July 12, 2016

7 Handheld Shots That Will Help Make Your Film Look More Cinematic

A gimbal isn't much use if you don't know what to do with it.

In this episode of 4 Minute Film School, Aputure's Ted Sim talks with Casey McBeath, a professional gimbal operator, about seven basic camera moves you can do with your gimbal to make your shots look more cinematic. Check it out below.

 

Here are the seven camera movements mentioned in the video:

  • The push in/pull out
  • The boom shot
  • The truck/dolly shot
  • The follow/lead shot
  • The orbit
  • The rotate
  • The tilt

Though McBeath talks specifically about camera moves for gimbals, I think they work with all handheld moves as well, whether they be shot with sleds, monopods, full arm and vest systems, or even no stabilizer at all. 

The purpose, though, of learning about all of these kinds of shots is not just to have an arsenal of fancy camera moves. It's to understand how they can be used to tell your story. For instance, after gimbals came out in 2013, it seemed as though 90% of music videos, shorts, and promotional videos were made up of orbit shots, but many times those orbit shots seemed a little out of place or superfluous because they didn't serve the story—a classic "Just because you can doesn't mean you should" thing.

But McBeath explains the psychological effects of each shot, as well ideal occasions in which to use them in your projects. So, test them out, practice them, and make up new one to help make your story more interesting to watch.      

Your Comment

11 Comments

nice tips!!! tkx for share
the push in for me slowly, is one of my favorite camera positions.
If show objects like in the example, perfect
#interaktfilms

July 12, 2016 at 11:34PM

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interaktfilms
D.P.
111

The morph cut near the end of that clip, was pretty horribly noticable.

Good tips tho.

July 13, 2016 at 11:29AM

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Yep, its glaring. The editor could have done a split edit; kept McBeath on left of frame, and advanced Ted's footage on right of frame. The end result would have been the same but without the nasty distortion.

July 14, 2016 at 4:20PM

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Dave Patterson
Preditor (producer/editor)
182

In out, pan, tilt, orbit, rotate... So... basically any shot that you can do with a combination of handheld, dollies, jibs, cranes, drones, tripods, monopods, bungie cords, wires in general, steadycams...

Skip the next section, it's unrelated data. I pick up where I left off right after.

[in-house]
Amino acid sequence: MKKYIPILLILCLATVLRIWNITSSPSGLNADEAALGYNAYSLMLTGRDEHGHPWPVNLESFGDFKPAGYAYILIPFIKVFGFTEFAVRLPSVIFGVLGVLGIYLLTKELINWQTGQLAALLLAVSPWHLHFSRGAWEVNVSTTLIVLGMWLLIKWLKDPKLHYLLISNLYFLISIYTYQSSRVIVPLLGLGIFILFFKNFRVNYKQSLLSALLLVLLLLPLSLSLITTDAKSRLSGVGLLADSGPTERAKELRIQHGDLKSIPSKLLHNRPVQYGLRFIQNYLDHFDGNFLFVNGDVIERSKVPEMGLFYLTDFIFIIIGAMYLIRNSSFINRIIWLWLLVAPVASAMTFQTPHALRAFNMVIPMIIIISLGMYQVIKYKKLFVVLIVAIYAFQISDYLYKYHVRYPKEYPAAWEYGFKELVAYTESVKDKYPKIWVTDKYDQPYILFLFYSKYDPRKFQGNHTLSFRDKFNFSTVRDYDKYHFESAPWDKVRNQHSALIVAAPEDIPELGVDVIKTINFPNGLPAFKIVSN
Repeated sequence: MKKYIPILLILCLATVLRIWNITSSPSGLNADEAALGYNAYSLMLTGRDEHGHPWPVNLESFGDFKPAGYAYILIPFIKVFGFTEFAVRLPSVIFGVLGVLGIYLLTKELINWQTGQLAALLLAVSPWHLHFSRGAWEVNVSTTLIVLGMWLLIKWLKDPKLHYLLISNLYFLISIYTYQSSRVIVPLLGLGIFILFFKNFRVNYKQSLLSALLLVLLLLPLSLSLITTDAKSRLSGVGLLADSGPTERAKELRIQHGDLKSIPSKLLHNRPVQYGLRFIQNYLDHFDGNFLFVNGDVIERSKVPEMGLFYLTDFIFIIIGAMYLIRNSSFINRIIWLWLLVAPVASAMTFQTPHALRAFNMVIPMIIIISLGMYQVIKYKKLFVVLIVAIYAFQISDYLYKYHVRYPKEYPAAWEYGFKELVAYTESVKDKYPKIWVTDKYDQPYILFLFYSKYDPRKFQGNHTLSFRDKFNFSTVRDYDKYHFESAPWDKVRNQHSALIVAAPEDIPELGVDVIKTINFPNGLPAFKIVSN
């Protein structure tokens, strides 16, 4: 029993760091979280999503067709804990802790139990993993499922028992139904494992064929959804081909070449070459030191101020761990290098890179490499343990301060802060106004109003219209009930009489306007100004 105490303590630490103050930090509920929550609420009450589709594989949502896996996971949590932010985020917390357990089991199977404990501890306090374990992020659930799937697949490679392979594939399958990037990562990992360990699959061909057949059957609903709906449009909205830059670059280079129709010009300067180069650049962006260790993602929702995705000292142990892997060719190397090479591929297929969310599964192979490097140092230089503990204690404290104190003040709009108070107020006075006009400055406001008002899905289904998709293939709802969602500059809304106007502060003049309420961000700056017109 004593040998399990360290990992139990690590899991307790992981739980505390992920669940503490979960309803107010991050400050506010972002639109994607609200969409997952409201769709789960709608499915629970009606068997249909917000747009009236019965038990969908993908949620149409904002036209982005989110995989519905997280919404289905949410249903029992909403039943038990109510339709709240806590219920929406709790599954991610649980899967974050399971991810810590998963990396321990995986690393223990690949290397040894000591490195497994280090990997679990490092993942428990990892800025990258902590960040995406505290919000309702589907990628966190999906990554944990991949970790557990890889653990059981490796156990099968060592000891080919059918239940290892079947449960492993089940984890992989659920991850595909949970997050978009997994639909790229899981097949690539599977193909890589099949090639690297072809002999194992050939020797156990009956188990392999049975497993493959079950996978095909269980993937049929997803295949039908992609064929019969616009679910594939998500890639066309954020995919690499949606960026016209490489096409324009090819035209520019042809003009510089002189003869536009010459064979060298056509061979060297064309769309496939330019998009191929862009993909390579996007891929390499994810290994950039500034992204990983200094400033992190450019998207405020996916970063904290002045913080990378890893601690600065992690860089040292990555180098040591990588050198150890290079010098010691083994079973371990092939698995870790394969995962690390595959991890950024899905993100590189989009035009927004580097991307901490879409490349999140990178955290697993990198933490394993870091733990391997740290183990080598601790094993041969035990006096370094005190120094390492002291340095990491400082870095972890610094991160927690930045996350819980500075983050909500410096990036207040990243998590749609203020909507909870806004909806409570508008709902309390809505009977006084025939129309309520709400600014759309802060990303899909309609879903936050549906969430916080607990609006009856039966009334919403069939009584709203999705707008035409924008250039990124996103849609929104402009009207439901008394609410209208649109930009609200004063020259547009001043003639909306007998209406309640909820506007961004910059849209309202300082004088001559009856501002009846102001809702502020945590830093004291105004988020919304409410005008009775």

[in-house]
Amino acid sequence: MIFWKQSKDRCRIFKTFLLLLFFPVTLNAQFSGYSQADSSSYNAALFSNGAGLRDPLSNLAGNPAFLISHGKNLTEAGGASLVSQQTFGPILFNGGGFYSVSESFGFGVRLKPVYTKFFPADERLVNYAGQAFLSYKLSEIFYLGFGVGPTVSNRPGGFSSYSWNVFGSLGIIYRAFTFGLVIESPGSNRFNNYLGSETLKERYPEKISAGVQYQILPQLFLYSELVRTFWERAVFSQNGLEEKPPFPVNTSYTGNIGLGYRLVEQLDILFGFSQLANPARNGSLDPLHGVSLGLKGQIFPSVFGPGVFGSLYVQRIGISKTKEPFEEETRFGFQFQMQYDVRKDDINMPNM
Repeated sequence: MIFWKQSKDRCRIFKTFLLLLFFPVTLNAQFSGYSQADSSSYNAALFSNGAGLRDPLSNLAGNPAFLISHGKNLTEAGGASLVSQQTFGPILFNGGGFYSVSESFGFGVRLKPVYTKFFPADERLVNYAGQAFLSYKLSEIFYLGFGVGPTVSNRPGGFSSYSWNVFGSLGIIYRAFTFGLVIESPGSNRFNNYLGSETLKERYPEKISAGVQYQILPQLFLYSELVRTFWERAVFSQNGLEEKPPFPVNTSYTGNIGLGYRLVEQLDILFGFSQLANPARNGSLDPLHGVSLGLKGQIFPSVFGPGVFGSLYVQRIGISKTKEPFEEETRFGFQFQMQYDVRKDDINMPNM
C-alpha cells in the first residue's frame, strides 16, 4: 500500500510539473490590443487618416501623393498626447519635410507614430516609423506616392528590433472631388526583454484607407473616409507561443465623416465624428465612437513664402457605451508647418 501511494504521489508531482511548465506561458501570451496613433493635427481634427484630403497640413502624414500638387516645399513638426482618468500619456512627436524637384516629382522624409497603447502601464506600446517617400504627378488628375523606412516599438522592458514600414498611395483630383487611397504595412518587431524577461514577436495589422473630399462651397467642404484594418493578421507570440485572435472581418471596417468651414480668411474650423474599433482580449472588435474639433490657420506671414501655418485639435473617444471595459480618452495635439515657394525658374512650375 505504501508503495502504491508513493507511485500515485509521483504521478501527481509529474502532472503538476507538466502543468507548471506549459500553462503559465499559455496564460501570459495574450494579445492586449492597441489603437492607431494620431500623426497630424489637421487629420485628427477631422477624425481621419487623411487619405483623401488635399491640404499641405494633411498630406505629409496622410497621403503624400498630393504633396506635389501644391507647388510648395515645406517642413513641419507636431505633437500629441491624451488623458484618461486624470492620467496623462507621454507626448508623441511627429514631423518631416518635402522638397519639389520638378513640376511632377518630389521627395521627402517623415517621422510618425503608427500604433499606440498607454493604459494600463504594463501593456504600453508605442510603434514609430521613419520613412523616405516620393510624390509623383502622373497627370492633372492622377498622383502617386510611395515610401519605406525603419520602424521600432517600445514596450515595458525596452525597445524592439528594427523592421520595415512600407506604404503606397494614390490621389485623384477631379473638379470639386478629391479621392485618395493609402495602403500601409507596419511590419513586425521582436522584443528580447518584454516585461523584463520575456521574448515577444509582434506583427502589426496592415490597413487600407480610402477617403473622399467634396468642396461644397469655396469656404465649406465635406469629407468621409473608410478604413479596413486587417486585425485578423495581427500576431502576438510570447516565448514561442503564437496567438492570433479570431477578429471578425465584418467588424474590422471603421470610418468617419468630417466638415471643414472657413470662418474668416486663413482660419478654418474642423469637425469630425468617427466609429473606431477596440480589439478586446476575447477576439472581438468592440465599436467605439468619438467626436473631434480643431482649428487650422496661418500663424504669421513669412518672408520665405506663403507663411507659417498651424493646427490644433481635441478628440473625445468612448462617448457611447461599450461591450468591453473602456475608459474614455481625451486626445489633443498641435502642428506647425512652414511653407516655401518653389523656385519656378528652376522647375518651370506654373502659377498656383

I... have to say... I am a bit underwhelmed by the revelations here.

July 13, 2016 at 12:47PM

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Johan Malmsten
Movie-Worker
15

same here

July 14, 2016 at 4:26AM

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Sahil Ahuja
Director
16

the cost of "a combination of handheld, dollies, jibs, cranes, drones, tripods, monopods, bungie cords, wires in general, steadycams..." vs. the cost a gimbal...hmmm....doesnt take a genius. Gimbals are everywhere and many people buying them have no filmmaking experience. Clearly the video is geared towards beginners so to speak...but it also highlights the versatility of this relatively inexpensive purchase by being able to achieve shots that would normally take a van load of equipment to pull off (as you pointed out).

July 21, 2016 at 8:14PM

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Kerrin McLean
Director / DP / Editor
203

I thought the whole point of no film school attitude is that you have the vision and the understanding of how a shot can convey an emotion.

What's the point in just being like, this character is of significance, as is the emotion they are conveying... push in

July 14, 2016 at 7:33AM

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7 handheld shots, or 7 GIMBAL shots? Totally misleading headline. Worse, it makes the author look like she doesn't understand the difference.

July 16, 2016 at 5:05PM

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Edmund Lloyd
Cinematographer/Director
306

Totally agree, I came here like "oh, handheld, how nice" and then... Gimbals.

August 7, 2016 at 3:54AM

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every motion has a purpose

July 18, 2016 at 7:45PM

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Alfred Cox
Writer / Director
142

or at least every motion SHOULD have a purpose.

August 7, 2016 at 12:08PM

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Ian Reid
Director of Photography
23

September 9, 2016 at 12:30PM

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